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STATUARIA ARS.

the silver tetradrachm, but whether it was so used in the flourishing times of Athens is doubtful. [drachma.]

It was also used in reference to weight, appa­rently like the Hebrew shekel and the Latin pondo, in a general sense. The mina (Pollux, ix. 6) and the Sicilian litra (Pollux, iv. 24), are both called stater,

(Sestini, degliStateri AnticJii; Hussey ; Wurm ; Bockh.) [P. S.]

STATERA, a steel-yard. [libra ; tru-

TINA.]

STATI DIES. [dies, p. 409, b.] STATIO'NES. [castra, p. 250, b.] STATIO'NES FISCI. The Fiscus was di­vided into various departments, called Stationes, according to the different revenues belonging to it. (Cod. 4. tit. 31. s. 1; 10. tit. 5. s. 1.) Thus we read of a Stetio XX. Jtereditatium (Orelli, Inscr. n. 3332), a Statio Hereditatium (Orelli, n. 3207 ; Gruter, p. 451, n. 3) ; a Statio Annonac. (Orelli, n. 4107, 4420.) See Walter, Gesch. des Rom. Rechts, § 314. 2d ed.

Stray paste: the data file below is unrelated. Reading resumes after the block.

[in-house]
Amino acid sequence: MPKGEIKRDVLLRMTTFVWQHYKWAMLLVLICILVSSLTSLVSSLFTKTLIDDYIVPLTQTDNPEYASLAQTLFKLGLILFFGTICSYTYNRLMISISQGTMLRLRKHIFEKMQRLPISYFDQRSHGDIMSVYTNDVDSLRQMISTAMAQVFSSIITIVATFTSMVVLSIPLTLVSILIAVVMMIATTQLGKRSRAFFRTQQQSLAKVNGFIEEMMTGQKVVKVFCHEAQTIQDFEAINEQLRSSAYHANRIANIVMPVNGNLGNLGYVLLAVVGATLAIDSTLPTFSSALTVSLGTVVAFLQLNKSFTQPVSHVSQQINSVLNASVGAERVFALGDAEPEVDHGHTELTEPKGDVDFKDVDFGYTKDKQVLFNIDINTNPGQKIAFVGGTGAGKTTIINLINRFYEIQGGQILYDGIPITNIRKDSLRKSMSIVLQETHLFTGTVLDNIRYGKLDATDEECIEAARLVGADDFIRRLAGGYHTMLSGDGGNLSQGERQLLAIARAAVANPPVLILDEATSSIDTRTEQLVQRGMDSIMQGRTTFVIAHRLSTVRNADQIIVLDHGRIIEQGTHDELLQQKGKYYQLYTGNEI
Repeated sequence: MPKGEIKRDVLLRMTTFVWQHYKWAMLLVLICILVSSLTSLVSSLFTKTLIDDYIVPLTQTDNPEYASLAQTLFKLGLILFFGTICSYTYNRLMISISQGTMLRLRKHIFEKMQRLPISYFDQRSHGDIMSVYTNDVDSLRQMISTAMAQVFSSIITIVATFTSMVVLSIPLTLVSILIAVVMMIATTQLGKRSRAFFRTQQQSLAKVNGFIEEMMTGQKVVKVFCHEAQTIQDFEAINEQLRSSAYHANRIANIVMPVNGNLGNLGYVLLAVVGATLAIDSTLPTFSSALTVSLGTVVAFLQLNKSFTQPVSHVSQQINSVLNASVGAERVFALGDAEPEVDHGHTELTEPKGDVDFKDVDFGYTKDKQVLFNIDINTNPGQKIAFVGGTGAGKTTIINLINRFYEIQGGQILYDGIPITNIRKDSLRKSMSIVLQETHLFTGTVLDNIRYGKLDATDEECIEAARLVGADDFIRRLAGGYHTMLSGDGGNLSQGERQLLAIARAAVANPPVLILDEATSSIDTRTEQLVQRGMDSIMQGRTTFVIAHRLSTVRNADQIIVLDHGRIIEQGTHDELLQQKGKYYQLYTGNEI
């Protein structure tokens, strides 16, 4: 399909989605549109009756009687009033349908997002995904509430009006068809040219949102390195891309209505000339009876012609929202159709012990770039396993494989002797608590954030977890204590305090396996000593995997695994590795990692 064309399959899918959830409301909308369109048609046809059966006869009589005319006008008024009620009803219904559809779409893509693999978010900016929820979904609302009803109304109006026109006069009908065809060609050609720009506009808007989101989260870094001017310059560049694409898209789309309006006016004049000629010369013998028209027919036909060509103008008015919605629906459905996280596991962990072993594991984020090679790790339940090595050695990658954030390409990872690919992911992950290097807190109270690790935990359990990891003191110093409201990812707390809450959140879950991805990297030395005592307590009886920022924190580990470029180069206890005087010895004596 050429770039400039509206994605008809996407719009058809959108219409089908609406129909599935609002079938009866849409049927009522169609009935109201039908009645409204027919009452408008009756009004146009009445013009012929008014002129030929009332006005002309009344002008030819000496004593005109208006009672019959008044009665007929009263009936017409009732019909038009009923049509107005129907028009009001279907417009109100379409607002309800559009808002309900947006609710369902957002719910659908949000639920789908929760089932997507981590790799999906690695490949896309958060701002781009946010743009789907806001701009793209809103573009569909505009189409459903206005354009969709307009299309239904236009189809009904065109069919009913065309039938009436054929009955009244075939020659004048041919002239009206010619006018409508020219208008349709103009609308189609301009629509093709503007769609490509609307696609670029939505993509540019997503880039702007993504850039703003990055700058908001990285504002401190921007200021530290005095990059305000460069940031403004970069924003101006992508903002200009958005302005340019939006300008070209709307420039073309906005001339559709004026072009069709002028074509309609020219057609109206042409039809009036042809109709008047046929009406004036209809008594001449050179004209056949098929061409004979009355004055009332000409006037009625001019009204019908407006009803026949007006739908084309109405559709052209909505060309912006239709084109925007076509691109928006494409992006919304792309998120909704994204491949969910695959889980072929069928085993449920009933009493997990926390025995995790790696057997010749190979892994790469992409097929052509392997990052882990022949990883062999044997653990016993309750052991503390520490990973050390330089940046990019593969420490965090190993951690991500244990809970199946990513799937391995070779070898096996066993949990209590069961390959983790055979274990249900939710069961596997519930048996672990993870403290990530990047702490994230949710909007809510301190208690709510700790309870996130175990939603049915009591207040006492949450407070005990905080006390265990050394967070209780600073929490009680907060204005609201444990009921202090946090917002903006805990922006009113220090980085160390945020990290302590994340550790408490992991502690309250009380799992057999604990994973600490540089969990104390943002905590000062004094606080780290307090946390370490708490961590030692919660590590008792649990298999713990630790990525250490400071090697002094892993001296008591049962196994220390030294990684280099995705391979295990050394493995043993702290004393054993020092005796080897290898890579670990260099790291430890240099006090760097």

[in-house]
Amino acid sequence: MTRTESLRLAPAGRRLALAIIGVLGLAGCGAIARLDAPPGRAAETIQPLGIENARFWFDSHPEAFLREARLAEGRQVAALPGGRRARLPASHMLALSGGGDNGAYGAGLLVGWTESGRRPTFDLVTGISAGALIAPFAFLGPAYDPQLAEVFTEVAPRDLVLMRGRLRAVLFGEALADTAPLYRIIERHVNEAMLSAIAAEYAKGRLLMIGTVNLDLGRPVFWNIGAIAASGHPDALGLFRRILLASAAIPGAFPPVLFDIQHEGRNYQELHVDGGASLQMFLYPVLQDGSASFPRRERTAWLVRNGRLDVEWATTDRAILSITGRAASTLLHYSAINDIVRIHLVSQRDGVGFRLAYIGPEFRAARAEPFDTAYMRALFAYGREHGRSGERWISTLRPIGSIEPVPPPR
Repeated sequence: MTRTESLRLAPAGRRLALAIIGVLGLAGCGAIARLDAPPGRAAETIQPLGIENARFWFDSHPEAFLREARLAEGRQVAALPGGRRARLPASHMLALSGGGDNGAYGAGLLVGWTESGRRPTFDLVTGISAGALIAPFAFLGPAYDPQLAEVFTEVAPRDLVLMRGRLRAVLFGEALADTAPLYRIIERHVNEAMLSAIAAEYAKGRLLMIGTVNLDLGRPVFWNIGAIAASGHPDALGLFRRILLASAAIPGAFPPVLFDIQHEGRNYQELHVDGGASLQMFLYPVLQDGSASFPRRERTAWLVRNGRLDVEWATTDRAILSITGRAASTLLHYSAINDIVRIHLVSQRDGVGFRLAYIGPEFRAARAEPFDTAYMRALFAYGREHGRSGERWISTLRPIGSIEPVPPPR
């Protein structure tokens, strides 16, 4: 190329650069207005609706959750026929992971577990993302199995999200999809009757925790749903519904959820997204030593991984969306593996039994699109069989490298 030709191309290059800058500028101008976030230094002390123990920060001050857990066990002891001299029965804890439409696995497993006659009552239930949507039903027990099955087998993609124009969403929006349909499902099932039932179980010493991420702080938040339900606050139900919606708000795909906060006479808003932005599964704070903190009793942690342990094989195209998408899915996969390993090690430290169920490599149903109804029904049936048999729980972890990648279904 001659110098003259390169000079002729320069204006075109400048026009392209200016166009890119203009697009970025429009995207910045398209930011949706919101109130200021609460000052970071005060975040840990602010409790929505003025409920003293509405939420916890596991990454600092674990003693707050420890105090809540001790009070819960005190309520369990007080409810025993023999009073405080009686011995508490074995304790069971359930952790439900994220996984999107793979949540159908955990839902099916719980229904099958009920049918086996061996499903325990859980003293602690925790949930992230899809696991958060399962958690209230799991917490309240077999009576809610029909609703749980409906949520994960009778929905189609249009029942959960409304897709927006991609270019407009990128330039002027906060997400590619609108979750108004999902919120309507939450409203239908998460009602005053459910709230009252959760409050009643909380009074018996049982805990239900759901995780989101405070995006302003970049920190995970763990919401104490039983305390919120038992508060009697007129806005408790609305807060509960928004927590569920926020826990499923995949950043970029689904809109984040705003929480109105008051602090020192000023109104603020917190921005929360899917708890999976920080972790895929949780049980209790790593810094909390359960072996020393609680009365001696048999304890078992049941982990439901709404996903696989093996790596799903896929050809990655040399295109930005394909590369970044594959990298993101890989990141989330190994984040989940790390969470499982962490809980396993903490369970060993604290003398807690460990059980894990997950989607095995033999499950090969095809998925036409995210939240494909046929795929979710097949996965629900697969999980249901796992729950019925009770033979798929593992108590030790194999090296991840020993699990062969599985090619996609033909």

STATIONES MUNICIPIORUM. [grab-

COSTA SIS.]

STATOR, a public servant, who attended on the Roman magistrates in the provinces. The Statores seem to have derived their name from standing by the side of the magistrate, and thus being at hand to execute all his commands ; they appear to have been chiefly employed in carrying letters and messages. (Cic. ad Fam. ii. 17, 19, x. 21 ; Dig. 4. tit. 6. s. 10.) Alexander Severus forbade the use of statores in the provinces, and commanded that their duties should be discharged by soldiers. (Dig. 4. tit. G. s. 10 ; Lamprid. Alex. Sev. 52.)